\[{V }={ \iint\limits_R {\left[ {f\left( {x,y} \right) – g\left( {x,y} \right)} \right]dA}.}\]

    Surface Area

    We assume that the surface is given as a graph of function \(z = g\left( {x,y} \right),\) and the domain of this function is a region \(R.\) Then the area of the surface over the region \(R\) is

    \[{S \text{=}}\kern-0.3pt{\iint\limits_R {\sqrt {1 + {{\left( {\frac{{\partial z}}{{\partial x}}} \right)}^2} + {{\left( {\frac{{\partial z}}{{\partial y}}} \right)}^2}} dxdy} }\]

    provided that the derivatives \({\large\frac{{\partial z}}{{\partial x}}\normalsize}\) and \({\large\frac{{\partial z}}{{\partial y}}\normalsize}\) are continuous over the region \(R.\)

    Areas and Volumes in Polar Coordinates

    If \(S\) is a region in the \(xy\)-plane bounded by \(\theta = \alpha,\) \(\theta = \beta,\) \(r = h\left( \theta \right),\) \(r = g\left( \theta \right)\) (Figure \(3\)), then the area of the region is defined by the formula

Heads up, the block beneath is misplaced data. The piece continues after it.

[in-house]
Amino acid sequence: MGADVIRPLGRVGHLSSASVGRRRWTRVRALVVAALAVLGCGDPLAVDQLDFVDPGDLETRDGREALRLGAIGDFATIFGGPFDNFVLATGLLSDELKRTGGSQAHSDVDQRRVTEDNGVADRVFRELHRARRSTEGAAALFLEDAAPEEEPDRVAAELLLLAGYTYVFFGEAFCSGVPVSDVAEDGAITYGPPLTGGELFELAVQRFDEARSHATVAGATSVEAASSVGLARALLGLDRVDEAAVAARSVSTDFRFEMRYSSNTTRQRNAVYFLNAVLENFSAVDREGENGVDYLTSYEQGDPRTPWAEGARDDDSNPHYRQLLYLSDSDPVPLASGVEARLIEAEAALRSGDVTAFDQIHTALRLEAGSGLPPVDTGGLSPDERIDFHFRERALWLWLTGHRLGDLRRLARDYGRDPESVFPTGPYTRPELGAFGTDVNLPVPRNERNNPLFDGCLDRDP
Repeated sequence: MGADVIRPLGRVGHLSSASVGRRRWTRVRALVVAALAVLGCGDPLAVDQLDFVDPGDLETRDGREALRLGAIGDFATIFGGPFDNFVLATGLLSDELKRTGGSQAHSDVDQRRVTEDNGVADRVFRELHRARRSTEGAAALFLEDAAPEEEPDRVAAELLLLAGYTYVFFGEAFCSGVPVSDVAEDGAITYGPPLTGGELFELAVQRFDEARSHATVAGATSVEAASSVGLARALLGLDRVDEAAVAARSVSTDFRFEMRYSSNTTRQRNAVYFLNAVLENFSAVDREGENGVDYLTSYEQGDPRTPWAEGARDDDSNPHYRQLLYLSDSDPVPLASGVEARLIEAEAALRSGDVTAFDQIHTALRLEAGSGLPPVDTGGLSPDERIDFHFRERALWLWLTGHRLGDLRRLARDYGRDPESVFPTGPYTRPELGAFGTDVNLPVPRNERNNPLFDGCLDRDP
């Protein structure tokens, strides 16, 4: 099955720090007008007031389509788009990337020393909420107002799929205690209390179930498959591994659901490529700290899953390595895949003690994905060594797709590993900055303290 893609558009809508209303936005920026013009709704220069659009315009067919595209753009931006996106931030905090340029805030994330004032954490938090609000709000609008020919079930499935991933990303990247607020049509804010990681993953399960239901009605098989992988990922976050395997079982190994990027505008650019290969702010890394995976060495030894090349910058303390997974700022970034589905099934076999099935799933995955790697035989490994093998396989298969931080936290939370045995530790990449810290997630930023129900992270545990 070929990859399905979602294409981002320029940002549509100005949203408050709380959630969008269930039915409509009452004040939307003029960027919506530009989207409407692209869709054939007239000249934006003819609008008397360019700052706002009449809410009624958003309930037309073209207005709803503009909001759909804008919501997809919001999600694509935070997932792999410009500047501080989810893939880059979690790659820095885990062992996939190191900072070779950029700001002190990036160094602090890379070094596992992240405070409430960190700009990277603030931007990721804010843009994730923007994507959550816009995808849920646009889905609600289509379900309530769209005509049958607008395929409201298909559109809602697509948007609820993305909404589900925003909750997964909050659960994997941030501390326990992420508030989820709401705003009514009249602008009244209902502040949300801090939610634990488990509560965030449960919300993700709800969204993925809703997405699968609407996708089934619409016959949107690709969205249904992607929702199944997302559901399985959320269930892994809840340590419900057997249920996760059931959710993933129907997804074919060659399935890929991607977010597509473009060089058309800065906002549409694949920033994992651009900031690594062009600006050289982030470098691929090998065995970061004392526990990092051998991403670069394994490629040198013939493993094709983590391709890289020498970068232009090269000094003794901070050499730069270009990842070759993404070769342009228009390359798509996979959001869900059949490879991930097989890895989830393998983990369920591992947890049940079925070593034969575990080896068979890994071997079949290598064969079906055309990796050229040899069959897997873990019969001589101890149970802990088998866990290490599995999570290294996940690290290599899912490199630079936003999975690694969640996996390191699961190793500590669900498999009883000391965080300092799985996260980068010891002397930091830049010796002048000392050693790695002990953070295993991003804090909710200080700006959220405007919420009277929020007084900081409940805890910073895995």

\[
    {A = \iint\limits_R {dA} }
    = {\int\limits_\alpha ^\beta {\int\limits_{h\left( \theta \right)}^{g\left( \theta \right)} {rdrd\theta } } .}
    \]

    A region of integration in polar coordinates
    Figure 3.

    The volume of the solid below \(z = f\left( {r,\theta } \right)\) over a region \(S\) in polar coordinates is given by

    \[{V} ={ \iint\limits_S {f\left( {r,\theta } \right)rdrd\theta } .}\]


  • Solved Problems

    Click a problem to see the solution.

    Example 1

    Find the area of the region \(R\) bounded by the hyperbolas \(y = {\large\frac{{{a^2}}}{x}\normalsize},\) \(y = {\large\frac{{2{a^2}}}{x}\normalsize}\) \(\left( {a \gt 0} \right)\) and the vertical lines \(x = 1,\) \(x = 2.\)

    Example 2

    Find the area of the region \(R\) bounded by \({y^2} = {a^2} – ax,\) \(y = a + x.\)

    Example 3

    Find the volume of the solid in the first octant bounded by the planes \(y = 0,\) \(z = 0,\) \(z = x,\) \(z + x = 4.\)